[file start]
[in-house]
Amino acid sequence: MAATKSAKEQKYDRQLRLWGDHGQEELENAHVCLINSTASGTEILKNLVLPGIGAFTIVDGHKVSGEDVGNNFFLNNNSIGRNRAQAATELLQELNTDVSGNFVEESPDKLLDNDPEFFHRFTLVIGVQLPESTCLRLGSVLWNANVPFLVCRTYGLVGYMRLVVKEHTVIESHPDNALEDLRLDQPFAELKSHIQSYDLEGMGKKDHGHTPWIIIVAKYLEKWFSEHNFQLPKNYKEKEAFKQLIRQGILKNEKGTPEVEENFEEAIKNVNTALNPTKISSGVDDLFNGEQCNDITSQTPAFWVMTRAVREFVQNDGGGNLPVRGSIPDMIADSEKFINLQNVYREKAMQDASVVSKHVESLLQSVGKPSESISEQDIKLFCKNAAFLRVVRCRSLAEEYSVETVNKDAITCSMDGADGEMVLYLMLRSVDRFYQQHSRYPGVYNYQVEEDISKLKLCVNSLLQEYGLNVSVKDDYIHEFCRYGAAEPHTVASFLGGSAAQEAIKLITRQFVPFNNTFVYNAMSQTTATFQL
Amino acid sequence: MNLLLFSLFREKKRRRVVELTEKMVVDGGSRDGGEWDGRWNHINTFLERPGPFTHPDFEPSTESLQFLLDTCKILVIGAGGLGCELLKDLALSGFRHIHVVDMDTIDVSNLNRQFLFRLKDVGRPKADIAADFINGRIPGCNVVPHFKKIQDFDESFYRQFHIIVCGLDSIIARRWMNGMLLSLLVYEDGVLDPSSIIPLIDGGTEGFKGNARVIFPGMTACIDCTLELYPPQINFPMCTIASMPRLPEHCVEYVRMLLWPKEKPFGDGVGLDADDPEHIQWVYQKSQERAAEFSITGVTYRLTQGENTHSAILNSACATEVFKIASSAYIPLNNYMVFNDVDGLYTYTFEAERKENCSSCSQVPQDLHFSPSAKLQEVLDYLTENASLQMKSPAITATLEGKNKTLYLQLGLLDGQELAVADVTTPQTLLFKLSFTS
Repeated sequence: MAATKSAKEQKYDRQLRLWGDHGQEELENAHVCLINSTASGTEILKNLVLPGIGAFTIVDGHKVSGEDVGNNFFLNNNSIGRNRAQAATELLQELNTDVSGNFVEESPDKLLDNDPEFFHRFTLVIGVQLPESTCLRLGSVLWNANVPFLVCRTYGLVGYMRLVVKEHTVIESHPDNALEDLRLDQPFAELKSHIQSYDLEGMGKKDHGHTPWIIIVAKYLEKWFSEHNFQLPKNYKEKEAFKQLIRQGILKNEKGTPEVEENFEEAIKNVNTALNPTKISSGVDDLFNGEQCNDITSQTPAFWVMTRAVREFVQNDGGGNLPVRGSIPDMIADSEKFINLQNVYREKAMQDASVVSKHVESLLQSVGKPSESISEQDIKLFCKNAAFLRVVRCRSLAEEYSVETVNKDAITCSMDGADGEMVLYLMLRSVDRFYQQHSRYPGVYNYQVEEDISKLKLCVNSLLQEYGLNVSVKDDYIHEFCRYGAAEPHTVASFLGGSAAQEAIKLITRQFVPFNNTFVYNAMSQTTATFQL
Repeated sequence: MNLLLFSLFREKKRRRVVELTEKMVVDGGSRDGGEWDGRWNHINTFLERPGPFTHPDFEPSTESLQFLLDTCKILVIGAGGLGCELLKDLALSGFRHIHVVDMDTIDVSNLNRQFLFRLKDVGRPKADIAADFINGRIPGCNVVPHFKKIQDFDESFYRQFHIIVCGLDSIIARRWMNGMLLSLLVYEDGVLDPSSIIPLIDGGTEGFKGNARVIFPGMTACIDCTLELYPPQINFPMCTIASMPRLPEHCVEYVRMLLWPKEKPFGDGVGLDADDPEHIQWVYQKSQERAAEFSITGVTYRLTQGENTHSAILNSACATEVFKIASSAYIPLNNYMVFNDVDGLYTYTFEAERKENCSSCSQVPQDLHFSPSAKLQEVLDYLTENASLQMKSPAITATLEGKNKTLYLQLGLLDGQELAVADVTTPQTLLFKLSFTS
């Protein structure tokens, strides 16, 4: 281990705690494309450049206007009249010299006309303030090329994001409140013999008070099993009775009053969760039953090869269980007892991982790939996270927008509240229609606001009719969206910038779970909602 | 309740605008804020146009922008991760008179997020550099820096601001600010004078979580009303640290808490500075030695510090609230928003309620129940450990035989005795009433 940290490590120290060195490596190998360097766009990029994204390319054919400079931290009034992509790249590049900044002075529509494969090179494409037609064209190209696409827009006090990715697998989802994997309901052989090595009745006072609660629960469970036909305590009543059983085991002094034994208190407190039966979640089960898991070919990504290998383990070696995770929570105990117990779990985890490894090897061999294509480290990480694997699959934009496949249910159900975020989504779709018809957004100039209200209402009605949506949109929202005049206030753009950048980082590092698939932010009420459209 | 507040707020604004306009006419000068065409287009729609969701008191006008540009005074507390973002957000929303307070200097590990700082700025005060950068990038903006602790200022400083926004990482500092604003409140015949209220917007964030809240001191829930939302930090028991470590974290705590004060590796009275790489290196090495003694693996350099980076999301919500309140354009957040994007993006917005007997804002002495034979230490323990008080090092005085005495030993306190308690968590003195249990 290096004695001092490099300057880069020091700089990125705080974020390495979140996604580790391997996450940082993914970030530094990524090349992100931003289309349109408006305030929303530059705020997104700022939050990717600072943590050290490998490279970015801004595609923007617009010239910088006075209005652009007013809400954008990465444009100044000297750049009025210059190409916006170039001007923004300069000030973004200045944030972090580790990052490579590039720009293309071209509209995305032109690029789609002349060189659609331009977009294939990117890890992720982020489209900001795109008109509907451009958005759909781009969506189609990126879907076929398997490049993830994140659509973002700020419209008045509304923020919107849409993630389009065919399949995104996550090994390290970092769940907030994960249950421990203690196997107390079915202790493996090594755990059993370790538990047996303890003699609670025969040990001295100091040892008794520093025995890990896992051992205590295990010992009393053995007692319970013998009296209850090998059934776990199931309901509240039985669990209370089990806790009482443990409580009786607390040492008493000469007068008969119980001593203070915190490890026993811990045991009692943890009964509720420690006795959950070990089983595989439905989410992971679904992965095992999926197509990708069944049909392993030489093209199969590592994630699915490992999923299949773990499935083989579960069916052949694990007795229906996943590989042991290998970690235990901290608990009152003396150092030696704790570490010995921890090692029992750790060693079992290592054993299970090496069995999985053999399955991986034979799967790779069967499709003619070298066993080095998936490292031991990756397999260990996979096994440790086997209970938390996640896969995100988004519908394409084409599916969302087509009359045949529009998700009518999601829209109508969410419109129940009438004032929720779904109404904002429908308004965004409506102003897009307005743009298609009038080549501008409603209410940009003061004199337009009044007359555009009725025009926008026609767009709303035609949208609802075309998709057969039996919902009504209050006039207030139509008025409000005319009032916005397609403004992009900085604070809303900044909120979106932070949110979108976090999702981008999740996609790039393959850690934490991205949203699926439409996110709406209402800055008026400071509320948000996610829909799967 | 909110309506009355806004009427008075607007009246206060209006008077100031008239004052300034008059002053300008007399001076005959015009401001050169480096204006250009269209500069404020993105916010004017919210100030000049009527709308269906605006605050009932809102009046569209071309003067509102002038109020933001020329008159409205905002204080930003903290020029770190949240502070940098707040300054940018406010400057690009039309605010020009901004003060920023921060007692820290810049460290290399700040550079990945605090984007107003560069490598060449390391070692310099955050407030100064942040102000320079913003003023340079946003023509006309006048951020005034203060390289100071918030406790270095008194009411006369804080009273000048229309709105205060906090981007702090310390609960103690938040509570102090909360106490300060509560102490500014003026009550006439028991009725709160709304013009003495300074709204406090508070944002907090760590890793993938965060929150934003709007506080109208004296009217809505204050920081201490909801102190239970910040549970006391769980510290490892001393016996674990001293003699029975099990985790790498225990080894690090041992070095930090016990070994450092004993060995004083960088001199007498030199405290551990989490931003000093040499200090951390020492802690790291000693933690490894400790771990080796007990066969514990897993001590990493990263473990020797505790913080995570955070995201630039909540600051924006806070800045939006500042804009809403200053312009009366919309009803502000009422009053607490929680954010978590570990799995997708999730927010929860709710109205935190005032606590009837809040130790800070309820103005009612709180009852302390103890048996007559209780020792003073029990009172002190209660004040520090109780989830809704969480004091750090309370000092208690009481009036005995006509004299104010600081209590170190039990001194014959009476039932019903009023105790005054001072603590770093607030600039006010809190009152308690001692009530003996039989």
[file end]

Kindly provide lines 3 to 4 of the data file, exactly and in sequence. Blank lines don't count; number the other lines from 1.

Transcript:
Amino acid sequence: MNLLLFSLFREKKRRRVVELTEKMVVDGGSRDGGEWDGRWNHINTFLERPGPFTHPDFEPSTESLQFLLDTCKILVIGAGGLGCELLKDLALSGFRHIHVVDMDTIDVSNLNRQFLFRLKDVGRPKADIAADFINGRIPGCNVVPHFKKIQDFDESFYRQFHIIVCGLDSIIARRWMNGMLLSLLVYEDGVLDPSSIIPLIDGGTEGFKGNARVIFPGMTACIDCTLELYPPQINFPMCTIASMPRLPEHCVEYVRMLLWPKEKPFGDGVGLDADDPEHIQWVYQKSQERAAEFSITGVTYRLTQGENTHSAILNSACATEVFKIASSAYIPLNNYMVFNDVDGLYTYTFEAERKENCSSCSQVPQDLHFSPSAKLQEVLDYLTENASLQMKSPAITATLEGKNKTLYLQLGLLDGQELAVADVTTPQTLLFKLSFTS
Repeated sequence: MAATKSAKEQKYDRQLRLWGDHGQEELENAHVCLINSTASGTEILKNLVLPGIGAFTIVDGHKVSGEDVGNNFFLNNNSIGRNRAQAATELLQELNTDVSGNFVEESPDKLLDNDPEFFHRFTLVIGVQLPESTCLRLGSVLWNANVPFLVCRTYGLVGYMRLVVKEHTVIESHPDNALEDLRLDQPFAELKSHIQSYDLEGMGKKDHGHTPWIIIVAKYLEKWFSEHNFQLPKNYKEKEAFKQLIRQGILKNEKGTPEVEENFEEAIKNVNTALNPTKISSGVDDLFNGEQCNDITSQTPAFWVMTRAVREFVQNDGGGNLPVRGSIPDMIADSEKFINLQNVYREKAMQDASVVSKHVESLLQSVGKPSESISEQDIKLFCKNAAFLRVVRCRSLAEEYSVETVNKDAITCSMDGADGEMVLYLMLRSVDRFYQQHSRYPGVYNYQVEEDISKLKLCVNSLLQEYGLNVSVKDDYIHEFCRYGAAEPHTVASFLGGSAAQEAIKLITRQFVPFNNTFVYNAMSQTTATFQL